Almost Half of Hospitals Experience Crowded Emergency Departments
For Immediate Release: September 27, 2006
Contact: CDC National Center for Health Statistics Press Office (301) 458-4800
Staffing, Capacity, and Ambulance Diversion in Emergency Departments: United States, 2003-04. Advance Data 376. 24 pp. (PHS) 2006-1250. [PDF - 1 MB]
Between 40 percent and 50 percent of U.S. hospitals experience crowded conditions in the emergency department (ED) with almost two-thirds of metropolitan EDs experiencing crowding at times, according to a new report issued today by CDC’s National Center for Health Statistics.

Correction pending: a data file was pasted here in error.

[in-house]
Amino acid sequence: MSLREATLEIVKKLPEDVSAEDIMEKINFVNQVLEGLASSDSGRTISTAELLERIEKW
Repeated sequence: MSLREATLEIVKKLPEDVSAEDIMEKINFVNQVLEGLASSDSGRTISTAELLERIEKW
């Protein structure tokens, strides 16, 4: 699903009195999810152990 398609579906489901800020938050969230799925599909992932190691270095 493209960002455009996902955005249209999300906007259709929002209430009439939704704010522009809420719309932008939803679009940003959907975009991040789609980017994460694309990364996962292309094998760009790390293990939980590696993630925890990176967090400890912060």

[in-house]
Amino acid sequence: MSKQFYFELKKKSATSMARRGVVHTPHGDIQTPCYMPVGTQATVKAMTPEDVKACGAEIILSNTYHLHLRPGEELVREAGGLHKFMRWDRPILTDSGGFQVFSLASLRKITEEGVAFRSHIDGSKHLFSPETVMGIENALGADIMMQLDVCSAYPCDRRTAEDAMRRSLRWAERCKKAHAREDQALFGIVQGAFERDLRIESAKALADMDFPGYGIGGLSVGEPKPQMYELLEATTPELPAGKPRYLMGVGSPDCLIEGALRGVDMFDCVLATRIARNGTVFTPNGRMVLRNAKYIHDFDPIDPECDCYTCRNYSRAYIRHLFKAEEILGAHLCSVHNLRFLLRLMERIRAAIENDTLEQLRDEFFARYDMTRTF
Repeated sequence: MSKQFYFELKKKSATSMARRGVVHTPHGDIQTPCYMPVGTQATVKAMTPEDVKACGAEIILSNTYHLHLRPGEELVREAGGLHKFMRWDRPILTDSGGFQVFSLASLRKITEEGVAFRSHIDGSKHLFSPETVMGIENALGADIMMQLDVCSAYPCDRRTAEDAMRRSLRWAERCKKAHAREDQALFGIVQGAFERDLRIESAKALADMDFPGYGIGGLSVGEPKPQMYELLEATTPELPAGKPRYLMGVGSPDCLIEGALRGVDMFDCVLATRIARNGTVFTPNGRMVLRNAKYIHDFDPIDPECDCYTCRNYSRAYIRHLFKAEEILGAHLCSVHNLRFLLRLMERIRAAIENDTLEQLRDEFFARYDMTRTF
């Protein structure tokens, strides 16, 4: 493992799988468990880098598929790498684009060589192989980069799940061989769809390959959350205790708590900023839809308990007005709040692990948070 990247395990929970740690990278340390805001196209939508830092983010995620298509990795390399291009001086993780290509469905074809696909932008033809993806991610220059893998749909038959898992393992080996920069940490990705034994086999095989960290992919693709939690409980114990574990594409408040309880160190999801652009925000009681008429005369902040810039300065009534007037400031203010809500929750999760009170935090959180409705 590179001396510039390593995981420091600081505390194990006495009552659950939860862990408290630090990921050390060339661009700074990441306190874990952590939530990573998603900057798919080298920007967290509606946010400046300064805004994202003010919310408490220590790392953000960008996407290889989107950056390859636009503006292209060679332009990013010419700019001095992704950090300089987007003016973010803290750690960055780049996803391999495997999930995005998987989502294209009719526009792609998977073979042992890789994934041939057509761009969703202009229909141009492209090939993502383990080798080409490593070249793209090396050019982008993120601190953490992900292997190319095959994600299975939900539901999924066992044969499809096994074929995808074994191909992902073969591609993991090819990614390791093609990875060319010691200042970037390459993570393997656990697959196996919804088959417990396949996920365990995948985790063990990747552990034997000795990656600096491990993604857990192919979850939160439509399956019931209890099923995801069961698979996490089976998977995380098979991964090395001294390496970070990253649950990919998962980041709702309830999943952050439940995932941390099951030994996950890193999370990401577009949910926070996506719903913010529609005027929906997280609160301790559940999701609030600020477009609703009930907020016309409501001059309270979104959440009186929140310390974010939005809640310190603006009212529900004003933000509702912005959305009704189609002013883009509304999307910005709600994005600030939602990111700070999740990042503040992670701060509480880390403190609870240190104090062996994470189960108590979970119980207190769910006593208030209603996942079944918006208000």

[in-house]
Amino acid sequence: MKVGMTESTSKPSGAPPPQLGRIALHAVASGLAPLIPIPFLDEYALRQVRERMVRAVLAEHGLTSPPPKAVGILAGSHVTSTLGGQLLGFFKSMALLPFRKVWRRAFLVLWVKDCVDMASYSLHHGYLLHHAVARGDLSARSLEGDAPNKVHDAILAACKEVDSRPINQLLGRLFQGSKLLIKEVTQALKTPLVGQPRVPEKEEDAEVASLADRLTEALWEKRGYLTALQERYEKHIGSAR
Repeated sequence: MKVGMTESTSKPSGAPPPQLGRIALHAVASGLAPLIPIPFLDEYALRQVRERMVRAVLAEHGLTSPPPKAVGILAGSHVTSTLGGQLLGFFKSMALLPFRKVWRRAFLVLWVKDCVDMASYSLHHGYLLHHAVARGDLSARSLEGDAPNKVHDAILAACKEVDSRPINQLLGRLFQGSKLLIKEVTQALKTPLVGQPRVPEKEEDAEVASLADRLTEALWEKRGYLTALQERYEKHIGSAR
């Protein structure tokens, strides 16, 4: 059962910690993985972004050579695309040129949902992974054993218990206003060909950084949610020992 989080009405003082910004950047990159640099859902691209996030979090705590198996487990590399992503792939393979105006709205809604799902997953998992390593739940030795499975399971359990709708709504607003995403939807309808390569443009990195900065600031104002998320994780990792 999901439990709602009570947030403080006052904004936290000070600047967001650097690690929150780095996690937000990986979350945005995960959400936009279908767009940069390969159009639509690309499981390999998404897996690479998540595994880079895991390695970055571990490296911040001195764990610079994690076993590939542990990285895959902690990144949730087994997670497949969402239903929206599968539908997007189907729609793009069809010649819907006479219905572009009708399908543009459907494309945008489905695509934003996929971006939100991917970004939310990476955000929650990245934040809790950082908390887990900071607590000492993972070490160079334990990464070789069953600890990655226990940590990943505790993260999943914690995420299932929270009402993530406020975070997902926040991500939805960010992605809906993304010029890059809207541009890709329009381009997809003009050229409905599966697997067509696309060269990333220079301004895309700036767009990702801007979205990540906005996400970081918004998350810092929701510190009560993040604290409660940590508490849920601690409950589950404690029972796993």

The report, entitled "Staffing, Capacity, and Ambulance Diversion in Emergency Departments: United States, 2003-04," contains a number of findings, including:
- An average of 4,500 EDs were in operation in the United States during 2003 and 2004.
- Crowding in metropolitan EDs was associated with a higher percentage of nursing vacancies, higher patient volume, and longer patient waiting and treatment durations.
- Over half the EDs saw fewer than 20,000 patients annually, but 1 out of 10 had an annual visit volume of more than 50,000 patients.
- Most EDs used outside contractors to provide physicians (64.7 percent).
- Half of EDs in metropolitan areas had more than 5 percent of their nursing positions vacant.
- Approximately one-third of U.S. hospitals reported having to divert an ambulance to another emergency department due to overcrowding or staffing shortages at their ED.
- Page last reviewed: October 6, 2006
- Page last updated: December 29, 2009
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